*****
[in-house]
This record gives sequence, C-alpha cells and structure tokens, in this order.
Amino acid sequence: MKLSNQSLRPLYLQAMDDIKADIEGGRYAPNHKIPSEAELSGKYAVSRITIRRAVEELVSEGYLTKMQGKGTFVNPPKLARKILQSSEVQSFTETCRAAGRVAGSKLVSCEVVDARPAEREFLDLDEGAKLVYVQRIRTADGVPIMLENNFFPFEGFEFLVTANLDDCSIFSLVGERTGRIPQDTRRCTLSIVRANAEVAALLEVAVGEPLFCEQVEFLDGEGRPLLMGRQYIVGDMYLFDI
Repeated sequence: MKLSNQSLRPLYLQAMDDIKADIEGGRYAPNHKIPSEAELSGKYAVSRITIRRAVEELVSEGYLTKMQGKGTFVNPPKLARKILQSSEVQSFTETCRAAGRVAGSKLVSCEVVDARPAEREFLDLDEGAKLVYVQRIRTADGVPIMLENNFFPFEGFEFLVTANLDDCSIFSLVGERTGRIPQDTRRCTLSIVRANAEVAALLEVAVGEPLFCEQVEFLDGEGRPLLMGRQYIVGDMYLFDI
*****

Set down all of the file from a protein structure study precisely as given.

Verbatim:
[in-house]
This record gives sequence, C-alpha cells and structure tokens, in this order.
Amino acid sequence: MKLSNQSLRPLYLQAMDDIKADIEGGRYAPNHKIPSEAELSGKYAVSRITIRRAVEELVSEGYLTKMQGKGTFVNPPKLARKILQSSEVQSFTETCRAAGRVAGSKLVSCEVVDARPAEREFLDLDEGAKLVYVQRIRTADGVPIMLENNFFPFEGFEFLVTANLDDCSIFSLVGERTGRIPQDTRRCTLSIVRANAEVAALLEVAVGEPLFCEQVEFLDGEGRPLLMGRQYIVGDMYLFDI
Repeated sequence: MKLSNQSLRPLYLQAMDDIKADIEGGRYAPNHKIPSEAELSGKYAVSRITIRRAVEELVSEGYLTKMQGKGTFVNPPKLARKILQSSEVQSFTETCRAAGRVAGSKLVSCEVVDARPAEREFLDLDEGAKLVYVQRIRTADGVPIMLENNFFPFEGFEFLVTANLDDCSIFSLVGERTGRIPQDTRRCTLSIVRANAEVAALLEVAVGEPLFCEQVEFLDGEGRPLLMGRQYIVGDMYLFDI